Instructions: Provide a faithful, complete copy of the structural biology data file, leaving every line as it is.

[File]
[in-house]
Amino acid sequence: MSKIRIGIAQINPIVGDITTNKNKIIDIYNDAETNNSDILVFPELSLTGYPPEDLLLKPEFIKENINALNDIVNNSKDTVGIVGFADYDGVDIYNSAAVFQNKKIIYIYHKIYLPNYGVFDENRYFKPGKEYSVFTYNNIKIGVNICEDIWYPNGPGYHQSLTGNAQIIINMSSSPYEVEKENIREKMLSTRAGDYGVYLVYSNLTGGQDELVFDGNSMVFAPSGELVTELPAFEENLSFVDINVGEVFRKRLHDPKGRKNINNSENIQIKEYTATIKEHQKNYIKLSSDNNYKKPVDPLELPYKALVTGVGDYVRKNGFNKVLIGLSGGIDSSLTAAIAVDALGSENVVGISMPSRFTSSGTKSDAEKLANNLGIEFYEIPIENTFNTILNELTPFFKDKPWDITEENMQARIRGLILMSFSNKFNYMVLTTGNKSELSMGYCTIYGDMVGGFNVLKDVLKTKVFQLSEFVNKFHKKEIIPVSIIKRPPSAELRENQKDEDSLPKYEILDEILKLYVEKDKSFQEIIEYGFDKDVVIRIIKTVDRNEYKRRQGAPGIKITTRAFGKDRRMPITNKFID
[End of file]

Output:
[in-house]
Amino acid sequence: MSKIRIGIAQINPIVGDITTNKNKIIDIYNDAETNNSDILVFPELSLTGYPPEDLLLKPEFIKENINALNDIVNNSKDTVGIVGFADYDGVDIYNSAAVFQNKKIIYIYHKIYLPNYGVFDENRYFKPGKEYSVFTYNNIKIGVNICEDIWYPNGPGYHQSLTGNAQIIINMSSSPYEVEKENIREKMLSTRAGDYGVYLVYSNLTGGQDELVFDGNSMVFAPSGELVTELPAFEENLSFVDINVGEVFRKRLHDPKGRKNINNSENIQIKEYTATIKEHQKNYIKLSSDNNYKKPVDPLELPYKALVTGVGDYVRKNGFNKVLIGLSGGIDSSLTAAIAVDALGSENVVGISMPSRFTSSGTKSDAEKLANNLGIEFYEIPIENTFNTILNELTPFFKDKPWDITEENMQARIRGLILMSFSNKFNYMVLTTGNKSELSMGYCTIYGDMVGGFNVLKDVLKTKVFQLSEFVNKFHKKEIIPVSIIKRPPSAELRENQKDEDSLPKYEILDEILKLYVEKDKSFQEIIEYGFDKDVVIRIIKTVDRNEYKRRQGAPGIKITTRAFGKDRRMPITNKFID